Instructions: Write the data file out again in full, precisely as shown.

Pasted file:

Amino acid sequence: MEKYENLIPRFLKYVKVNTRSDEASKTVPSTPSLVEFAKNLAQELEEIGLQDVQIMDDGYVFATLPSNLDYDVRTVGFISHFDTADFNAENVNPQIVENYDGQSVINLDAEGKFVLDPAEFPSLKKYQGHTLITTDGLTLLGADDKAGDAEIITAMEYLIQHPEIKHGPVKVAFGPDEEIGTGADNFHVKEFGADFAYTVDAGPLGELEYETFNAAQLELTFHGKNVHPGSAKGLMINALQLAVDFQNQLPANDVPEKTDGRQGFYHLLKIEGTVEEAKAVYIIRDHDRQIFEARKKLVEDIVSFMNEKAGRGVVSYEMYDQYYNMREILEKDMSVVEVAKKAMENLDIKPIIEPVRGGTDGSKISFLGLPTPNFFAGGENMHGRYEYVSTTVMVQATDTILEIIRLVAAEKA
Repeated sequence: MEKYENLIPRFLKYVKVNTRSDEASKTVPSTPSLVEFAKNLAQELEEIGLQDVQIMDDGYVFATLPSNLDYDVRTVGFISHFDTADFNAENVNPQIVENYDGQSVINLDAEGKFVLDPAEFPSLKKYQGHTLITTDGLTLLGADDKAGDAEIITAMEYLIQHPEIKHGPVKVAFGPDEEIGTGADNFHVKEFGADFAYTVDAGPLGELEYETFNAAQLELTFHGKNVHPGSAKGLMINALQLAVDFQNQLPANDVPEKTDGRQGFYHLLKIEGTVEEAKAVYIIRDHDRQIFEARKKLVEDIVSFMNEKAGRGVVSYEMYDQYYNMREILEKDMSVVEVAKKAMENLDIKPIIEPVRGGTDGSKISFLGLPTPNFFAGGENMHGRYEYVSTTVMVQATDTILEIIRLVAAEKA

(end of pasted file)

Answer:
Amino acid sequence: MEKYENLIPRFLKYVKVNTRSDEASKTVPSTPSLVEFAKNLAQELEEIGLQDVQIMDDGYVFATLPSNLDYDVRTVGFISHFDTADFNAENVNPQIVENYDGQSVINLDAEGKFVLDPAEFPSLKKYQGHTLITTDGLTLLGADDKAGDAEIITAMEYLIQHPEIKHGPVKVAFGPDEEIGTGADNFHVKEFGADFAYTVDAGPLGELEYETFNAAQLELTFHGKNVHPGSAKGLMINALQLAVDFQNQLPANDVPEKTDGRQGFYHLLKIEGTVEEAKAVYIIRDHDRQIFEARKKLVEDIVSFMNEKAGRGVVSYEMYDQYYNMREILEKDMSVVEVAKKAMENLDIKPIIEPVRGGTDGSKISFLGLPTPNFFAGGENMHGRYEYVSTTVMVQATDTILEIIRLVAAEKA
Repeated sequence: MEKYENLIPRFLKYVKVNTRSDEASKTVPSTPSLVEFAKNLAQELEEIGLQDVQIMDDGYVFATLPSNLDYDVRTVGFISHFDTADFNAENVNPQIVENYDGQSVINLDAEGKFVLDPAEFPSLKKYQGHTLITTDGLTLLGADDKAGDAEIITAMEYLIQHPEIKHGPVKVAFGPDEEIGTGADNFHVKEFGADFAYTVDAGPLGELEYETFNAAQLELTFHGKNVHPGSAKGLMINALQLAVDFQNQLPANDVPEKTDGRQGFYHLLKIEGTVEEAKAVYIIRDHDRQIFEARKKLVEDIVSFMNEKAGRGVVSYEMYDQYYNMREILEKDMSVVEVAKKAMENLDIKPIIEPVRGGTDGSKISFLGLPTPNFFAGGENMHGRYEYVSTTVMVQATDTILEIIRLVAAEKA